Last spring, when Erik Lowe ran for president of the Associated Students at Western Washington University, he stood in Red Square holding an enormous campaign sign. He stood there most hours of the day for two weeks. Some students mocked him. Others ignored him.
Lowe, a 2005 Mead High School graduate, grew a thicker skin and won the election. This year, the Western senior will lead the Associated Students – an organization that has an operating budget of $2.3 million, employs 200 people and sponsors or subsidizes about 500 campus events and clubs.
Lowe, a double major in political science and history, will emerge from college with management and budgeting experience. He’ll have contacts including college presidents and vice presidents and the other student body presidents he’ll meet at national gatherings. He’s also overcome a fear of public speaking, a necessity if he wishes to pursue politics in the “real world” after college. All this because Lowe made the decision to get involved in college student government.
Students interested in campus government are sometimes stereotyped as political junkies, CNN geeks and rubber-stampers for university administrations.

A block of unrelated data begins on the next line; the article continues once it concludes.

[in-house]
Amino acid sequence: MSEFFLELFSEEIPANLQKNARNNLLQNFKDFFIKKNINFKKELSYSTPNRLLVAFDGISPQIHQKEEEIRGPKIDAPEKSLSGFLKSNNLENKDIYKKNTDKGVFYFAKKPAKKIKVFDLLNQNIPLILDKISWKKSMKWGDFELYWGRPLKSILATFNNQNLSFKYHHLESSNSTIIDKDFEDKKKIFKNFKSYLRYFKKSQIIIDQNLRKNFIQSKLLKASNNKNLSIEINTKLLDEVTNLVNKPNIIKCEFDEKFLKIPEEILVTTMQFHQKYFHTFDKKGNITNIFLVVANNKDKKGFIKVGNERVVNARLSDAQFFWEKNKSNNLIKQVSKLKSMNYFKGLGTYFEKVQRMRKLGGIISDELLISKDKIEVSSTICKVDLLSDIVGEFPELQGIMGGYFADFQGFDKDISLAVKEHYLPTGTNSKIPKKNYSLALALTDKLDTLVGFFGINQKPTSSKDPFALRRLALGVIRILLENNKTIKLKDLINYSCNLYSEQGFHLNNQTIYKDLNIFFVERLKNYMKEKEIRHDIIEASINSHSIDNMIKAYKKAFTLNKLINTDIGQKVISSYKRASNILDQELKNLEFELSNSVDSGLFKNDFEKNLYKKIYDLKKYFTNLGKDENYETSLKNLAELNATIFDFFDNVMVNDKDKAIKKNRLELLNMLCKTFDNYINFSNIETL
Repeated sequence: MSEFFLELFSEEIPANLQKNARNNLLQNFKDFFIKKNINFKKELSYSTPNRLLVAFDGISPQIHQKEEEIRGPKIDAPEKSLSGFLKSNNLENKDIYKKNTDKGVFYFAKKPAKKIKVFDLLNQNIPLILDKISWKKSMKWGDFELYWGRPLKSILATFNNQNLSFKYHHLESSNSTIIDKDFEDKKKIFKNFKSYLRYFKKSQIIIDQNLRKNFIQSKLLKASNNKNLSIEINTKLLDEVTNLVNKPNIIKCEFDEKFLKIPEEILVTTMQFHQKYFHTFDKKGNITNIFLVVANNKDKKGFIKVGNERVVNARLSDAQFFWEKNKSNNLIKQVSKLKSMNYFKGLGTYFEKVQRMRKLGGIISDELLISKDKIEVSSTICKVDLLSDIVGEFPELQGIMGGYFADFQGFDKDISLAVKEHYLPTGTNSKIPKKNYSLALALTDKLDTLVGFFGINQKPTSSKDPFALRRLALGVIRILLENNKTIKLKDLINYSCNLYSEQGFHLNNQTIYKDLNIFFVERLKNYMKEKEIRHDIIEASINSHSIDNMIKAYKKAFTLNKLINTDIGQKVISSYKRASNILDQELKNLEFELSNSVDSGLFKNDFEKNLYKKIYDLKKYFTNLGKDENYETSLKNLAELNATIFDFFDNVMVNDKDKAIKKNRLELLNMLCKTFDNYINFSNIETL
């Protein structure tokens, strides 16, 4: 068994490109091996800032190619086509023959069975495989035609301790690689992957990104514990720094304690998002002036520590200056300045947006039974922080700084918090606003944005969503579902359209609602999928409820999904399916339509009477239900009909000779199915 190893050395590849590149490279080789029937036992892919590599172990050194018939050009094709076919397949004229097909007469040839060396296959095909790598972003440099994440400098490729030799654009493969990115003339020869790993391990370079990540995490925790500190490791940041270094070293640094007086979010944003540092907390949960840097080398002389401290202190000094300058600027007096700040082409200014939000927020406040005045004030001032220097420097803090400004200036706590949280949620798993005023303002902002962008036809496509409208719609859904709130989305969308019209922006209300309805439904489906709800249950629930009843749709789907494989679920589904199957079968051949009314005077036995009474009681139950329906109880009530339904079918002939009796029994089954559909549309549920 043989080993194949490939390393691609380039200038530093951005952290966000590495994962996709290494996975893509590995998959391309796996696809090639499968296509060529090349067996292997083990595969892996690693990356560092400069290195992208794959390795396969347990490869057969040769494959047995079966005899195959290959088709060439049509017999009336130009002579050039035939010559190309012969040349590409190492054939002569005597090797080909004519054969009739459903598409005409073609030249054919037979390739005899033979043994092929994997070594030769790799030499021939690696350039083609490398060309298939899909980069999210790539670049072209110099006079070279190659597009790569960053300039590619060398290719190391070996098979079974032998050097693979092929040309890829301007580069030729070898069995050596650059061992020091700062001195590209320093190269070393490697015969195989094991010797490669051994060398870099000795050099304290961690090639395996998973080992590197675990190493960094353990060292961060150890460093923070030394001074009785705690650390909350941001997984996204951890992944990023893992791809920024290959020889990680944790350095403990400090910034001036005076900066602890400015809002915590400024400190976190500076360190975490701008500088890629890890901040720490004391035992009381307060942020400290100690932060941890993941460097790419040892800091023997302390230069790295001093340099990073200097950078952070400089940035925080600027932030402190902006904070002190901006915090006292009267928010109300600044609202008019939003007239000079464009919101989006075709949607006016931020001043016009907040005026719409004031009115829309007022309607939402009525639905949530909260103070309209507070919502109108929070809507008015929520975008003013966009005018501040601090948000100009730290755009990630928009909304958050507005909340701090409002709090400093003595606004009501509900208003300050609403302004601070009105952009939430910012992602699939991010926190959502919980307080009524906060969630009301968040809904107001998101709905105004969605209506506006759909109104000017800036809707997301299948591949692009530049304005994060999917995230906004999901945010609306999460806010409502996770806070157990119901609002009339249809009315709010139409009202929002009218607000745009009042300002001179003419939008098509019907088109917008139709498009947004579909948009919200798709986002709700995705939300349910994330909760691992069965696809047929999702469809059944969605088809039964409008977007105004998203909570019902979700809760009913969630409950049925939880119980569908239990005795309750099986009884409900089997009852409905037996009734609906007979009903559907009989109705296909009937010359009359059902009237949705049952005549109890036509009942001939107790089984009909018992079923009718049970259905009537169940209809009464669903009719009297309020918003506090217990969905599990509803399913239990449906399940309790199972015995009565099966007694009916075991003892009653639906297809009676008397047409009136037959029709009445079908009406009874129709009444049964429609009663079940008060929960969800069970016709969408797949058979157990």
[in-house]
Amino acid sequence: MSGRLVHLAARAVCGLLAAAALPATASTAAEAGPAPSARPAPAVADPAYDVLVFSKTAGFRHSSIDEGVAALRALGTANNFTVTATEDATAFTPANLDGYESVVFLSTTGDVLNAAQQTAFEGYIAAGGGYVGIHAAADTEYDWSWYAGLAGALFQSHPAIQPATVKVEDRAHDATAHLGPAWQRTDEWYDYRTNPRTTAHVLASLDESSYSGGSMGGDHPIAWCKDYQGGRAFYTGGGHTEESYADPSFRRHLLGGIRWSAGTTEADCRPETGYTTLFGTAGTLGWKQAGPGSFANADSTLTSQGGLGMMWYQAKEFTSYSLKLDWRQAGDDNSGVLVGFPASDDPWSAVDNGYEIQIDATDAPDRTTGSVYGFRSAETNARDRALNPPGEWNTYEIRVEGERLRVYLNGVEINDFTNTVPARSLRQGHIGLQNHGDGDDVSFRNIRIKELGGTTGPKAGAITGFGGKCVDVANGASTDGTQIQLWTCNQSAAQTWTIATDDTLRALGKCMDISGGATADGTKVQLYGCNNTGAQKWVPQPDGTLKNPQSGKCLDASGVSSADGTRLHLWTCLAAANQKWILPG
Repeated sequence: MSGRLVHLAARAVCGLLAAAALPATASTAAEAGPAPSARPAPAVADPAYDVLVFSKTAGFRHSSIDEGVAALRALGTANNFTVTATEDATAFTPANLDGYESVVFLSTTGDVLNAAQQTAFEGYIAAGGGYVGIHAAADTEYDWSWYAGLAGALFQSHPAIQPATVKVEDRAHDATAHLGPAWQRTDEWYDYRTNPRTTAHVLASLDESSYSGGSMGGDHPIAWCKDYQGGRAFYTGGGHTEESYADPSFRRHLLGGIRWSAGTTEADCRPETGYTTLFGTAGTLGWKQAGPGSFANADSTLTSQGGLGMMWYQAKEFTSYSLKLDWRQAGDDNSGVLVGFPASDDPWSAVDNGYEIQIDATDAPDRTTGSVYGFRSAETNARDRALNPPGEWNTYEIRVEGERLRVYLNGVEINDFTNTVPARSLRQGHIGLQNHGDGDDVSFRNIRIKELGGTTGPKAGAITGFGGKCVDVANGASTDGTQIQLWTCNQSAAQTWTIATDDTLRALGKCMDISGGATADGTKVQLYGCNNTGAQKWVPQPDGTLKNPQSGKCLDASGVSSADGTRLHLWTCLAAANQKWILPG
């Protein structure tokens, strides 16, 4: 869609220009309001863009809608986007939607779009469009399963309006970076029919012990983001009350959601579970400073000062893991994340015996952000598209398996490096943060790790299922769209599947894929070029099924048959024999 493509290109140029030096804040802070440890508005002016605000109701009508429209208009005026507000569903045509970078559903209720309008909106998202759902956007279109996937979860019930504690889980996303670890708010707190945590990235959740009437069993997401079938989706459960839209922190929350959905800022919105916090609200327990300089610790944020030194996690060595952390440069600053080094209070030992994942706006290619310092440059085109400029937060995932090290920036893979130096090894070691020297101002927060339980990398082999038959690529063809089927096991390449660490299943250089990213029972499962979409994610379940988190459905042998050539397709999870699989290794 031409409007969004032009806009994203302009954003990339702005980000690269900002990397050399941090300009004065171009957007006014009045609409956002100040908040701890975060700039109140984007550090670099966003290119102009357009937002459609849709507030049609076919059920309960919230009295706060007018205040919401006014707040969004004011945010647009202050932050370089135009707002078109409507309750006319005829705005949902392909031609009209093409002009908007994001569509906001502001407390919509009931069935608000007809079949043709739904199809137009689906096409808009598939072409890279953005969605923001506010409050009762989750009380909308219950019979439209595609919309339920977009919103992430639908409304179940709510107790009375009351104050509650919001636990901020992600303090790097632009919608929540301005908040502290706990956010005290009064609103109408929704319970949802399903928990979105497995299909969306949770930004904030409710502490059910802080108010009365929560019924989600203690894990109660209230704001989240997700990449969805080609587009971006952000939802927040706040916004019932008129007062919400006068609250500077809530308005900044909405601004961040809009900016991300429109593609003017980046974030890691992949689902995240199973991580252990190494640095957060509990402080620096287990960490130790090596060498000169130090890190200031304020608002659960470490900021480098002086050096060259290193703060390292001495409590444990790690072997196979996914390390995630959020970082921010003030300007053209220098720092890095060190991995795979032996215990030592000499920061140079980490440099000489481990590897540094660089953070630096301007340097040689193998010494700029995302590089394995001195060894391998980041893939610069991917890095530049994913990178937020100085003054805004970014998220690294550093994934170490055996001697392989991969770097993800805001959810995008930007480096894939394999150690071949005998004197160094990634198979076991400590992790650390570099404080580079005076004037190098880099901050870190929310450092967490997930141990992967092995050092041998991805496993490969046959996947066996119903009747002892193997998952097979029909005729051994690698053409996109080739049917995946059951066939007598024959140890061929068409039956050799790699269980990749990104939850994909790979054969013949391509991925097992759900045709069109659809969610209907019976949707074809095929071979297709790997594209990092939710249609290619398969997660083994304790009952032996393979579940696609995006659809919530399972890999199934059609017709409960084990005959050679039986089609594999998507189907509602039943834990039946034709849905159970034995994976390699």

“People think of it in the same way they did in high school, but school government in high school is very different,” said Lowe, who recently accompanied Bruce Shepard, Western’s new president, to an editorial board meeting at The Spokesman-Review. “At Western, we have a say in how things are run. We have much more responsibility.”
One of the easiest ways for college students to get involved in local politics is to get involved in student government.
At most higher-ed institutions, student government officers generally receive monetary compensation. Lowe receives a salary designed to cover tuition and other college expenses. So he’s also learning how to budget his money. Another real-world skill.
The beginning of this school year coincides with a presidential race that has activated usually sluggish young voters. We hope it will also activate renewed interest in college politics. Out of this involvement will come some of our future leaders – and our best citizens.